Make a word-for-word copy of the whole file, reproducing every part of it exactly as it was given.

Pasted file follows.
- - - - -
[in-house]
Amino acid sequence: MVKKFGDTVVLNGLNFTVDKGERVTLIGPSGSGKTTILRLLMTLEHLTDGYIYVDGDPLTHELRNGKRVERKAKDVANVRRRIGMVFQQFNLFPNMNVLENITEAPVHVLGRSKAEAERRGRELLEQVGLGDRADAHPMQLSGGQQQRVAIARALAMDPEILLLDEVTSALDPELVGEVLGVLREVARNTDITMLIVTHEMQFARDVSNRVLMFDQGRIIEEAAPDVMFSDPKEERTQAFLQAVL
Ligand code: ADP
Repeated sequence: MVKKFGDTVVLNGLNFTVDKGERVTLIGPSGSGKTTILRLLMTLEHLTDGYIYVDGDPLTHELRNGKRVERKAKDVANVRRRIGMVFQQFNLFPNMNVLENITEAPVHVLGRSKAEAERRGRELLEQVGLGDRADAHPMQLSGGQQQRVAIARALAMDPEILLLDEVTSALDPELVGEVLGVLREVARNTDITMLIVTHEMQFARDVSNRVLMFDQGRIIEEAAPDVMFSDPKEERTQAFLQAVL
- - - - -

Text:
[in-house]
Amino acid sequence: MVKKFGDTVVLNGLNFTVDKGERVTLIGPSGSGKTTILRLLMTLEHLTDGYIYVDGDPLTHELRNGKRVERKAKDVANVRRRIGMVFQQFNLFPNMNVLENITEAPVHVLGRSKAEAERRGRELLEQVGLGDRADAHPMQLSGGQQQRVAIARALAMDPEILLLDEVTSALDPELVGEVLGVLREVARNTDITMLIVTHEMQFARDVSNRVLMFDQGRIIEEAAPDVMFSDPKEERTQAFLQAVL
Ligand code: ADP
Repeated sequence: MVKKFGDTVVLNGLNFTVDKGERVTLIGPSGSGKTTILRLLMTLEHLTDGYIYVDGDPLTHELRNGKRVERKAKDVANVRRRIGMVFQQFNLFPNMNVLENITEAPVHVLGRSKAEAERRGRELLEQVGLGDRADAHPMQLSGGQQQRVAIARALAMDPEILLLDEVTSALDPELVGEVLGVLREVARNTDITMLIVTHEMQFARDVSNRVLMFDQGRIIEEAAPDVMFSDPKEERTQAFLQAVL